The point of course is that many of our concepts are like blurred pictures with no defined boundaries, i.e. no sharp boundaries. As we look at the picture we can say for sure that it has a boundary, just not a sharp boundary. It's like saying stand here, we are only giving an approximation, there may not be an exact spot that we're referring to. This vagueness has a tendency to produce an unsettling feeling within us, especially if we want an exact response to, for example, what knowledge is. That said, it's still the case that there are definite areas that are outside the boundary, and definite areas that are within the boundary, so there is some clarity, but not the clarity that we may be hoping for. The confusion lies within the blurred boundary, i.e., we will disagree about this area because it's so vague, so unclear by its very nature. So there are only degrees of clarity.

    Here's one problem that arises, as I see it, one can have a definition/use of knowledge as X, Y, and Z, and that may be correct given some uses of the word, but there may also be a definition/use that takes into account more actual uses (correct uses), so it may include not only X, Y, and Z, but also A, B, and C. Thus, given one's particular use, one may make claims to knowledge that other people see as absurd, or at the very least questionable. This again is not to say that there are not clear cut correct uses, it only means that given the broad scope of use of this particular concept, it can be very difficult to make a definitive claim to knowledge of certain ideas or beliefs, i.e., the boundary between what is known or not known can be very blurred. So much of the philosophical disagreement happens in these blurred areas.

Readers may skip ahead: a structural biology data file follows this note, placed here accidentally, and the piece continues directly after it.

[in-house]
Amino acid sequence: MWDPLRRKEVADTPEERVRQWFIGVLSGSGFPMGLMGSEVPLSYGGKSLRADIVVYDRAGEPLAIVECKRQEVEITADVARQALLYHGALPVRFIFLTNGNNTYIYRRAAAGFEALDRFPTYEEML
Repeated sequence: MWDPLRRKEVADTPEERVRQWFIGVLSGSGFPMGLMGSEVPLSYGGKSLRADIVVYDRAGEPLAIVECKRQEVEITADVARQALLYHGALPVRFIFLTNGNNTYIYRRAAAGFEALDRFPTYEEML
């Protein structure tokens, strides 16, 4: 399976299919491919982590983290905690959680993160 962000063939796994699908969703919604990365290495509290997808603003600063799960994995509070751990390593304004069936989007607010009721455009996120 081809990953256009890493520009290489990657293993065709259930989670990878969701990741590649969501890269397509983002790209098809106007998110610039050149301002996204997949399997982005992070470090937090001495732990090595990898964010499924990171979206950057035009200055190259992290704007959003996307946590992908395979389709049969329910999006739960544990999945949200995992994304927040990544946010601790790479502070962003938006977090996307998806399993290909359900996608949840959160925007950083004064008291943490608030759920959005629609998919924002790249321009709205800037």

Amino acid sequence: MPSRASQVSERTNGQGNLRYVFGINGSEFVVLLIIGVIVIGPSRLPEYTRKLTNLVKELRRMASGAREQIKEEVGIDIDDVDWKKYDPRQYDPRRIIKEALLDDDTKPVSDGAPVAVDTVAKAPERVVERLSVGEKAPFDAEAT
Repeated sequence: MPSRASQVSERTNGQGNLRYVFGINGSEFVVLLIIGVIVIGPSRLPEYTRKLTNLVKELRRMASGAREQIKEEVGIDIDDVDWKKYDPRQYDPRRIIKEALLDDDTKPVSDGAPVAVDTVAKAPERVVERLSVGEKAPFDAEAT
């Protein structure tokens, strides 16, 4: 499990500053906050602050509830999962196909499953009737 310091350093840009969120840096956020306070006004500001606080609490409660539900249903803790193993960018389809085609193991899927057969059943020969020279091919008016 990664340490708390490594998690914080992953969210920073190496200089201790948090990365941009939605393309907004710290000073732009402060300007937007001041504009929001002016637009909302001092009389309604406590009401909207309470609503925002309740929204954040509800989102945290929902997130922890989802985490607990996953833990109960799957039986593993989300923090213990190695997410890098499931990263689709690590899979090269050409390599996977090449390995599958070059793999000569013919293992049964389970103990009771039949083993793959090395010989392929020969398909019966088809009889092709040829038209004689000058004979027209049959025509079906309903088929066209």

• Sam26
    My conclusions about understanding what knowledge is, is to say that we must fight against dogmatism or absolutism. This is not to say that we can't be dogmatic about some things, but that we must be careful about what we're dogmatic about. For example, I don't think we can be dogmatic about whether God exists or not, so this is an area where both religious and non-religious people, it seems to me, are wrong-headed. Now I don't want to turn this into a religious argument, this is not the point, so don't start arguing with me about whether the concept God has an instance in reality.

    The point is that what we know, in terms of how we use the word knowledge expands and contracts as time goes on, i.e., we learn new things that change the rules of use. Remember that language is used to describe reality, language isn't reality, but is used to describe many of our sensory experiences. Very few of our descriptions turn out to be absolute, most of our descriptions work for a time, but then change over time. So that what we correctly say today, in terms of what we know, will not be correct tomorrow. Fdrake pointed out that this is true in terms of the very long view, but it's also true in the short view, viz., just a few decades, let alone a few thousand years, and things that you claimed to know with such a dogmatic view of reality, will have been shown to be false. If not false, then a very incomplete picture of what reality is, this happens within science all the time.